The antibiotic resistance scandal in Britain is unraveling in front of our very eyes.
A very long and very frank article in the Pig Site from an Irish government veterinarian.
This is government level whistle-blowing, on themselves to an extent. But that is pretty smart - getting ahead of the pack. They have worked out this scandal is not going away
Britain's dangerous state veterinary establishment will be grizzling and pleading for understanding shortly, once they find out that blaming someone else, preferably innocent, is not going to work.
Anyway some of the items that took my eye:
"The level of antibiotic usage on a small percentage of pig farms is high."
"The prevalence of AMR organisms in pig herds is not as easy to quantify as the testing for antibiotic residues in carcasses."
"Does Ireland as a country have data regarding the use of antibiotics in food animals, and moreover on a species basis? The truth is we do not have such definitive data."
"The primary responsibility for prudent use of antibiotics in the pig industry lies with the small number of prescribers (vets) and the end users."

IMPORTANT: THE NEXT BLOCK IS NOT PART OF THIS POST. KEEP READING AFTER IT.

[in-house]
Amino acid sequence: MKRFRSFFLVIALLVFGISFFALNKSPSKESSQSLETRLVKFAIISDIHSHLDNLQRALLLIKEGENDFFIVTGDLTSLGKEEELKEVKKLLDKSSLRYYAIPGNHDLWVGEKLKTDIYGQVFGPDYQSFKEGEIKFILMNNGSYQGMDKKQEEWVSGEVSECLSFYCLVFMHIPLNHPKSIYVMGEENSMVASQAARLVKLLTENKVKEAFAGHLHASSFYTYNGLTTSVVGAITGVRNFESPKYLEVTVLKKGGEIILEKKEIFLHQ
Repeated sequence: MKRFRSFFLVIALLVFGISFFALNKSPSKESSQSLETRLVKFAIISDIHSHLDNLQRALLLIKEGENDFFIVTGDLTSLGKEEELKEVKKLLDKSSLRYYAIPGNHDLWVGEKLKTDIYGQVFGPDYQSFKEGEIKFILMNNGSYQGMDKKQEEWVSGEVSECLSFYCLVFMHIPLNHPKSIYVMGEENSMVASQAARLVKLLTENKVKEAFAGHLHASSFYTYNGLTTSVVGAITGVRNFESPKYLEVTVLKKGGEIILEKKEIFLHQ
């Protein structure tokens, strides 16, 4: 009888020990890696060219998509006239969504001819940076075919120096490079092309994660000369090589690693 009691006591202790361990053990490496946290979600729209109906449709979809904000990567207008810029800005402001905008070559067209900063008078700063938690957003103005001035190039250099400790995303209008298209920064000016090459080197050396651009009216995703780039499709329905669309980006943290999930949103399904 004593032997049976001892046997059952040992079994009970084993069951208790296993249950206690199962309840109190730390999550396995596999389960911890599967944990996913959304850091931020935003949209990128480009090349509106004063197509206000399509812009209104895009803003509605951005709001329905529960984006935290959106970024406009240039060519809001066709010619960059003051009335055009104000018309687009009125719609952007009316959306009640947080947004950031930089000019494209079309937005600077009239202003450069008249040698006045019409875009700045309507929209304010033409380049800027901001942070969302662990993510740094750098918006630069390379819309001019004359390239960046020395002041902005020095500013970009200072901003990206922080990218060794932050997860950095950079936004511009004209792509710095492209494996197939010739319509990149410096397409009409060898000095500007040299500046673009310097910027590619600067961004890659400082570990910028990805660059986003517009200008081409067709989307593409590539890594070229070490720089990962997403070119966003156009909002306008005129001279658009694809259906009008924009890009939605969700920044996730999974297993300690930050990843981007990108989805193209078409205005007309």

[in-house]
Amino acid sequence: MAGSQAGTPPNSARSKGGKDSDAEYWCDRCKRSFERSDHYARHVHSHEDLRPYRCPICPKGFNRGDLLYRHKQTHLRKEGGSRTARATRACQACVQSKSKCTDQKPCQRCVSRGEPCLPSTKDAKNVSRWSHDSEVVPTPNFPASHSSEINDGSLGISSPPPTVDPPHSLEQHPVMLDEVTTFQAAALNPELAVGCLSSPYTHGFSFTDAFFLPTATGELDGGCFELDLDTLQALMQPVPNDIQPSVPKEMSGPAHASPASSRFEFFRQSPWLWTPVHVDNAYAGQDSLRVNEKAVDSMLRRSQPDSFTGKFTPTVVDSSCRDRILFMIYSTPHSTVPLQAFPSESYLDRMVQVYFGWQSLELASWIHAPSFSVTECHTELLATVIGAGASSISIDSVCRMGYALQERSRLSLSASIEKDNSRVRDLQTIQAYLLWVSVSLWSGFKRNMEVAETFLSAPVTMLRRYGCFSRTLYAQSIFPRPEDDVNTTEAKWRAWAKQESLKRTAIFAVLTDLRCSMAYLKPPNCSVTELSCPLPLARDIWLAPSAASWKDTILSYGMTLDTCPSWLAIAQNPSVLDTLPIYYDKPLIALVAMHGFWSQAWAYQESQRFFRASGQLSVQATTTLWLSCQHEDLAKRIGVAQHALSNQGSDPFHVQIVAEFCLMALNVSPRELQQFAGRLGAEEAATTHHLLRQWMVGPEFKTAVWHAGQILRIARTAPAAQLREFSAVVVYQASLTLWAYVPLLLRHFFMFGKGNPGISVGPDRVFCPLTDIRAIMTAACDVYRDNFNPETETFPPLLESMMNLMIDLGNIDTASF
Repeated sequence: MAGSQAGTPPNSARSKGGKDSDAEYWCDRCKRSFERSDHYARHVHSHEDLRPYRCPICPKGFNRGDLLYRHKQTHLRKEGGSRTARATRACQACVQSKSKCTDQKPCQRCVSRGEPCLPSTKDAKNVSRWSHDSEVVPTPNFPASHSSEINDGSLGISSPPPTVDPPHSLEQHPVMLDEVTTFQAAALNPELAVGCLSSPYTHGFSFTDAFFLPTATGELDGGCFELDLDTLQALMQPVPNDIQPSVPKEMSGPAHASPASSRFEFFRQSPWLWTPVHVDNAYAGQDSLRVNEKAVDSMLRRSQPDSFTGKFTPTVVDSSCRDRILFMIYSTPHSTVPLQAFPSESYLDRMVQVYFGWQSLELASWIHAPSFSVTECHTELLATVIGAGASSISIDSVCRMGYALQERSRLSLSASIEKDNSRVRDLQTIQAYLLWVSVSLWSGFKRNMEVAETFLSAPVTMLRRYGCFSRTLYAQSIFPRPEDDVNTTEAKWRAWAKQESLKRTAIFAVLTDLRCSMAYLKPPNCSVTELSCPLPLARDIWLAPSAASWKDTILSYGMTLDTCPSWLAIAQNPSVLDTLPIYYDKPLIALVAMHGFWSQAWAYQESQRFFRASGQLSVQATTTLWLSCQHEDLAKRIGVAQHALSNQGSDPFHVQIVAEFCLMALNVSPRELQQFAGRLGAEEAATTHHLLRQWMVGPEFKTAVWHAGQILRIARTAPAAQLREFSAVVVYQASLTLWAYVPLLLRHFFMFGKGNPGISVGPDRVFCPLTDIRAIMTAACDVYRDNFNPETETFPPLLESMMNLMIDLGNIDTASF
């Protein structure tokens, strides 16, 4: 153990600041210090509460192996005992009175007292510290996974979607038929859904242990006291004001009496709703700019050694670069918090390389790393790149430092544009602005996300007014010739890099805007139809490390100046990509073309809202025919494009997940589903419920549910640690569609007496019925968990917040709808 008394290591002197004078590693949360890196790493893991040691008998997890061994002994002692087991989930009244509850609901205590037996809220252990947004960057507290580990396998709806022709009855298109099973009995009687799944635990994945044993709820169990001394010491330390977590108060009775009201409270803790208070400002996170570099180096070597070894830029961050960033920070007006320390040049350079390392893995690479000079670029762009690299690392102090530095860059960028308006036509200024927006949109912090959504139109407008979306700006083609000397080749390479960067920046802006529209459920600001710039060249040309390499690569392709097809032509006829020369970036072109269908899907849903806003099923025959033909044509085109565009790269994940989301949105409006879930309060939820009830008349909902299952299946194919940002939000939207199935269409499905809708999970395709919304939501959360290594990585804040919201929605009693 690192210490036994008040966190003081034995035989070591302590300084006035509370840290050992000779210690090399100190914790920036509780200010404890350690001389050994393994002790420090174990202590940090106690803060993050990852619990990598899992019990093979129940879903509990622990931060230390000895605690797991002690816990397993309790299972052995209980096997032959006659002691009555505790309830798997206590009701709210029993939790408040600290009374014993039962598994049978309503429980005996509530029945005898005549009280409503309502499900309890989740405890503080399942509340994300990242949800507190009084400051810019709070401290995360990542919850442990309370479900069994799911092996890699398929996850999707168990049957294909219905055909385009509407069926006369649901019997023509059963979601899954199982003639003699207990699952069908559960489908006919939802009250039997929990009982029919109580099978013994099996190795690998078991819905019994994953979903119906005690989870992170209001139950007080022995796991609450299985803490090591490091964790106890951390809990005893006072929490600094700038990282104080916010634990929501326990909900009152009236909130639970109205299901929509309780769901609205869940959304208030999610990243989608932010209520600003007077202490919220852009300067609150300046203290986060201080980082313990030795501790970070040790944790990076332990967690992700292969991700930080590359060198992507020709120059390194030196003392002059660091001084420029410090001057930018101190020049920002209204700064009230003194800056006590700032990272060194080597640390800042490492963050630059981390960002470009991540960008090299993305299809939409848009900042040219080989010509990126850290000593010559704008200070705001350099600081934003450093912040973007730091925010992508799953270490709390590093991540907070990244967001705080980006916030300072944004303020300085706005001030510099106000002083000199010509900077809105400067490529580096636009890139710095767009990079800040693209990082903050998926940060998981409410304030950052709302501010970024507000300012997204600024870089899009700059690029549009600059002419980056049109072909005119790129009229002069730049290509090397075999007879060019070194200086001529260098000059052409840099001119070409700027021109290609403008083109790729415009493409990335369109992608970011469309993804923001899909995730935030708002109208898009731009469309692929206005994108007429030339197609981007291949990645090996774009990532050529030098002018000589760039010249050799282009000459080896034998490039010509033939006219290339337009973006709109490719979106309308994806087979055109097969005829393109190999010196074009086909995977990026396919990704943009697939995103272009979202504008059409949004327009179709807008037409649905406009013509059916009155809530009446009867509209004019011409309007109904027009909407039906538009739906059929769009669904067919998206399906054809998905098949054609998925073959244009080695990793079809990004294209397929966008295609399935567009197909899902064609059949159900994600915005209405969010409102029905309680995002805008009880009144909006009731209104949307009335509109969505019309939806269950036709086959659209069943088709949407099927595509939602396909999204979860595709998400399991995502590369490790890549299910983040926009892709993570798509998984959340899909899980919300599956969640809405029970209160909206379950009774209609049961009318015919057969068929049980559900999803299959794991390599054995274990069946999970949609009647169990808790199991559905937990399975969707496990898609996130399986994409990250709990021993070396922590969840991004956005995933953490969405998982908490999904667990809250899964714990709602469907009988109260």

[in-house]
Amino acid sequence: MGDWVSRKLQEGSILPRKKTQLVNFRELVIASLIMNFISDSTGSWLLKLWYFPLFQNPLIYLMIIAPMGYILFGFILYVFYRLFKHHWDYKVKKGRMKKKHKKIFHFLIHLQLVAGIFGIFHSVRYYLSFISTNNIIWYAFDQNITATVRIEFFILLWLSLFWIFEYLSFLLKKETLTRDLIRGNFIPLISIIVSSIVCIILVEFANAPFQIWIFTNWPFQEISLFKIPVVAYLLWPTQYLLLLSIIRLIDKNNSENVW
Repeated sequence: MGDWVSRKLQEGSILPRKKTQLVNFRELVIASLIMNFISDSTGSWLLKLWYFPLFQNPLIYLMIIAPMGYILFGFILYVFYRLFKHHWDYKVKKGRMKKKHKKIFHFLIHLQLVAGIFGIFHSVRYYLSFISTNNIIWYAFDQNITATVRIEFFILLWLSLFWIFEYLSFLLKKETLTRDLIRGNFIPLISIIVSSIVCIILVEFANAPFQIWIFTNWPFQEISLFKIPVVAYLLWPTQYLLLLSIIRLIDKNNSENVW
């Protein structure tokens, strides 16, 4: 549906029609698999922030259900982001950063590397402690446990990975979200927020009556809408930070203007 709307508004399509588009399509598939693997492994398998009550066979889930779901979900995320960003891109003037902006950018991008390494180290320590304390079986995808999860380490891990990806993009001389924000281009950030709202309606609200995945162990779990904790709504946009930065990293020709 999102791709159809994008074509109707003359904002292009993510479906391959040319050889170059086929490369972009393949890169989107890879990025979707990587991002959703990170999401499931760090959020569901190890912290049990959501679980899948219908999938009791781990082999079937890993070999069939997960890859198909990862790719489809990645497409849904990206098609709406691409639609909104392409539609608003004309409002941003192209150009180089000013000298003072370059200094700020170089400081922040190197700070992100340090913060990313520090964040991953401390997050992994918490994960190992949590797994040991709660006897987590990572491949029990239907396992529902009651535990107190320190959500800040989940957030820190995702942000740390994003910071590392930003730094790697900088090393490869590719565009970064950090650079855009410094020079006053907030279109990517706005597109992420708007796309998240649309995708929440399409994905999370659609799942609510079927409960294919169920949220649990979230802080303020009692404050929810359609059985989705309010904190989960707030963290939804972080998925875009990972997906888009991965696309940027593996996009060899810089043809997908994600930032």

And this is the really important statement leading to very serious corruption right the way to the very top in both Britain (and presumably Ireland.)
"Many pig farms use the services of two or more veterinarians. Which vet prescribes and supplies antibiotics? Does the farmer purchase the bulk of the antibiotics from a vet who is not the primary vet to the pig unit, purely on cost grounds?
Legally, a vet shall not prescribe the use of a medicine for animals unless he or she has visited the farm sufficiently often and recently enough to have an accurate picture of the current health, welfare and disease status of the pigs on that premises.
Do pig herd owners fully understand and appreciate the importance of this statement?"
Anyway, be sure to read the whole of the article, here. It is the first of a gale of fresh air about to envelop British livestock farming, too.
Responsible and Prudent Use of Antibiotics on Irish Pig Farms
Thursday, December 05, 2013
Denis Healy, a veterinary inspector with the Irish agriculture department, explained the concept of antibiotic resistance and what pig farmers and their vets need to do to minimise risks to the Teagasc Pig Farmers Conference in October 2013...